The Cross In The New Testament: Two Theses In Conversation With Recent Literature (2000-2007) -- By: Jason B. Hood
WTJ 71:2 (Fall 2009) p. 281
The Cross In The New Testament:
Two Theses In Conversation With Recent Literature
Jason B. Hood is scholar-in-residence at Christ UMC, Memphis, Tenn., and teaches at the Memphis Center for Urban Theological Studies.
The significance of the cross in the NT and in Christian theology makes the cross a perennial target of scholarly and popular texts, particularly among evangelicals. An exploration of books on the cross published from 2000 to 2007 uncovers two aspects of the cross in the NT which are neglected in a number of works. This article does not constitute a full and adequate review of the texts in question. Rather, it is intended to function as an exploration of two significant gaps in response to recent study of the biblical message of the cross. In particular these theses are presented with the intent of highlighting intriguing angles for scholars as well as pastors concerned with “the state of the question,” particularly that which is often missing in evangelical and Reformed literature. Books published since the turn of the millennium will function as the primary conversation partners for the present article.
While the two proposals presented below fall under the umbrella of the cross in the NT, for the benefit of Linnaean readers, I will associate each proposal with one primary field of study: systematic theology or practical theology. Both of these fields function as a seed-bed for one particular aspect of the cross that is often neglected or misinterpreted in recent literature. In this respect, the present article transgresses the tidy boundaries of the collective theological establishment. At the outset I wish to acknowledge fully the significant limitations and increased possibility of errors in such a broad investigation.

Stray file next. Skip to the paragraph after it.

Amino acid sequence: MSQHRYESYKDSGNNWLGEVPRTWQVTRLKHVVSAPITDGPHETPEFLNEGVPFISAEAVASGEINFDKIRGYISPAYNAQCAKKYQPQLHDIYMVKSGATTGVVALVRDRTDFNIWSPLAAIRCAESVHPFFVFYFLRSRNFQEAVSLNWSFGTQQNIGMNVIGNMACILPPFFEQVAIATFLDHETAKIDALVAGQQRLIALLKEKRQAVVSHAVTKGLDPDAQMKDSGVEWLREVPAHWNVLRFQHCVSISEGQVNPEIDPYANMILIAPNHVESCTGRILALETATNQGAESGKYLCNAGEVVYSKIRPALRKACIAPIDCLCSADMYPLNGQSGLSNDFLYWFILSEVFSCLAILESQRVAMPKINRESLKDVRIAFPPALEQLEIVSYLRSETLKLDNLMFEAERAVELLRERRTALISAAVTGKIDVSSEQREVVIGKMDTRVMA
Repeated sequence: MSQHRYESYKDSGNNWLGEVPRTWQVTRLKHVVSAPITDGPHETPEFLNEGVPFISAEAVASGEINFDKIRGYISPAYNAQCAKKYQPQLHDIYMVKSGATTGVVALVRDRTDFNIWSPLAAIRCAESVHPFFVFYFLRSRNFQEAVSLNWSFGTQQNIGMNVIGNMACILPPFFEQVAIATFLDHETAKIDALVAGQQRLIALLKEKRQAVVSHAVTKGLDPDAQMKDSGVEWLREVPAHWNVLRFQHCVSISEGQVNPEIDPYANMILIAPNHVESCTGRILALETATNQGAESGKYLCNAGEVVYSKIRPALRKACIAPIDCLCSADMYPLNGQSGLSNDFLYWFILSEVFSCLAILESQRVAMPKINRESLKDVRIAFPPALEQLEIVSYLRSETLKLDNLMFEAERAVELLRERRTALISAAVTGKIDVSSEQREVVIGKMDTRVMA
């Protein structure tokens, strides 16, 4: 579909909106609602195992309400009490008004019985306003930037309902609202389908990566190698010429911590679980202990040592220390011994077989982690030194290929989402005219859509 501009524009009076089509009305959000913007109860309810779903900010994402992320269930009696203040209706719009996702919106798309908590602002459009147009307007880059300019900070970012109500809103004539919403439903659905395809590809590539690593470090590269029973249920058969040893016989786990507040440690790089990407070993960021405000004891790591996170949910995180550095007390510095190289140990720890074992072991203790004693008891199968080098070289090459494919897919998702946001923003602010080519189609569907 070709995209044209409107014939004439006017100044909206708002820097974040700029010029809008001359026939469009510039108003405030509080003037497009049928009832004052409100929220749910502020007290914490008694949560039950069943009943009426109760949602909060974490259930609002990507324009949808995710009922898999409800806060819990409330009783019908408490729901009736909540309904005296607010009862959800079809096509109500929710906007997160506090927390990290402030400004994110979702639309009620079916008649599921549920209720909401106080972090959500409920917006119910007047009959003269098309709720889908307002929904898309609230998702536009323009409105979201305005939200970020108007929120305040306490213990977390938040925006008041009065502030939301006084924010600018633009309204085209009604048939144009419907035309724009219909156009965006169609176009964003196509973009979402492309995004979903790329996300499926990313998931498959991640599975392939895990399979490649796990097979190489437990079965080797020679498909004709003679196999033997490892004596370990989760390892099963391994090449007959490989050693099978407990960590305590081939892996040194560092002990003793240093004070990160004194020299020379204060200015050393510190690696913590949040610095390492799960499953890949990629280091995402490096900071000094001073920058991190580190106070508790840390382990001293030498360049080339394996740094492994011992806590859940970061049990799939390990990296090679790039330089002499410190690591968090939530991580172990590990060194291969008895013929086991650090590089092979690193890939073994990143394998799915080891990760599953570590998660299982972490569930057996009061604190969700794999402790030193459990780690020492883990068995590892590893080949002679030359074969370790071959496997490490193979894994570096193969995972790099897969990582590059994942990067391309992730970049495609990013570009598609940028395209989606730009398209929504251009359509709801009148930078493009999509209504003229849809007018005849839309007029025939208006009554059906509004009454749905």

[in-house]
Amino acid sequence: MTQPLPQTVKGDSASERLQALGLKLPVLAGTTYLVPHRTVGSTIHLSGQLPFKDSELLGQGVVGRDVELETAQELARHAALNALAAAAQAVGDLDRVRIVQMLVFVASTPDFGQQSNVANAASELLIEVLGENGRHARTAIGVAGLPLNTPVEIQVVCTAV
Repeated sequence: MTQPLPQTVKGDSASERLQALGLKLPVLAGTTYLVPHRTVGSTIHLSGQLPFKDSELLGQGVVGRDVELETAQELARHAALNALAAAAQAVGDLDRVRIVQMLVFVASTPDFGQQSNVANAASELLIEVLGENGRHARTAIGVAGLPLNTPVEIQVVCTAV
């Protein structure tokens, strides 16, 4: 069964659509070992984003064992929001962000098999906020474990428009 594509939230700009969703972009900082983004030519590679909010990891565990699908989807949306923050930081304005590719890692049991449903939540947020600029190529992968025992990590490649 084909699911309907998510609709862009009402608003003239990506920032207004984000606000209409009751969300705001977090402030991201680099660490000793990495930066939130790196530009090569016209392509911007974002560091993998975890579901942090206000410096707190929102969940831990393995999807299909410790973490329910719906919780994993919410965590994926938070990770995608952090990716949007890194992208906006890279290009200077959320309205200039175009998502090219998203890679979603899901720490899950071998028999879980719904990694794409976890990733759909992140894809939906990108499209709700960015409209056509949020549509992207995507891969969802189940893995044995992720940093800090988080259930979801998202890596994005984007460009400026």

I. Systematic Theology: Penal Substitutionary Atonement
Surely it is no surprise that systematic theology is the dominant category of discourse for books published on the cross, nor is it a surprise that penal substitution is the most discussed and debated aspect of the cross. The first of the two theses is as follows: The biblical doctrine of penal substitutionary atonement is the most assailed, most controversial, and most assured result of recent work on the cross.
The earliest book in the time frame in which we are interested, Recovering the Scandal of the Cross by Joel Green and Mark Baker, began the third millennium with an assault on penal substitution in 2000, followed by books by Denny Weaver and Anthony Bartlett in 2001. The assault is still going strong, with
WTJ 71:2 (Fall 2009) p. 282
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